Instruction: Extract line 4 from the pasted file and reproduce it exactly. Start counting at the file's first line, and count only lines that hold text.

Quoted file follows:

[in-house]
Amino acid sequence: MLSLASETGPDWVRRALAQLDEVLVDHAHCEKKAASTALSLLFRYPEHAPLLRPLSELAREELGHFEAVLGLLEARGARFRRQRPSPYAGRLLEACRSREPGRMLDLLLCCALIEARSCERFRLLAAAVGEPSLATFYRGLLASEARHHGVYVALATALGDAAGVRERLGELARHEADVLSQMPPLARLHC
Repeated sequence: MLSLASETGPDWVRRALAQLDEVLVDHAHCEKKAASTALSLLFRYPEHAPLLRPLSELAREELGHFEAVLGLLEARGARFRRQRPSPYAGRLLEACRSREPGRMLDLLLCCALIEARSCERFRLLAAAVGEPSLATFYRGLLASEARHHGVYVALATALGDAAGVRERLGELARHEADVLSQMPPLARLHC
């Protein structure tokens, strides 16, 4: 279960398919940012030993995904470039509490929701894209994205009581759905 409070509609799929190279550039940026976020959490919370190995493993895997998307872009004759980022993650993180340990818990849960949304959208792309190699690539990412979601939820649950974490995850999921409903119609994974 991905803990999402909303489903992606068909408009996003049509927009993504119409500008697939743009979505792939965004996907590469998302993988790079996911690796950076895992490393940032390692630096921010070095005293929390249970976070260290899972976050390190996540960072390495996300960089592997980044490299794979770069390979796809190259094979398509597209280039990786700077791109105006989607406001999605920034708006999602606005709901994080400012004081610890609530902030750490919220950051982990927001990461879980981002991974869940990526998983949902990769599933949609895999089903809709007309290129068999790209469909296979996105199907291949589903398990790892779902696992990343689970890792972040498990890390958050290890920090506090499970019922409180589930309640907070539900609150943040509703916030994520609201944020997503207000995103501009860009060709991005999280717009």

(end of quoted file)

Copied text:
């Protein structure tokens, strides 16, 4: 279960398919940012030993995904470039509490929701894209994205009581759905 409070509609799929190279550039940026976020959490919370190995493993895997998307872009004759980022993650993180340990818990849960949304959208792309190699690539990412979601939820649950974490995850999921409903119609994974 991905803990999402909303489903992606068909408009996003049509927009993504119409500008697939743009979505792939965004996907590469998302993988790079996911690796950076895992490393940032390692630096921010070095005293929390249970976070260290899972976050390190996540960072390495996300960089592997980044490299794979770069390979796809190259094979398509597209280039990786700077791109105006989607406001999605920034708006999602606005709901994080400012004081610890609530902030750490919220950051982990927001990461879980981002991974869940990526998983949902990769599933949609895999089903809709007309290129068999790209469909296979996105199907291949589903398990790892779902696992990343689970890792972040498990890390958050290890920090506090499970019922409180589930309640907070539900609150943040509703916030994520609201944020997503207000995103501009860009060709991005999280717009």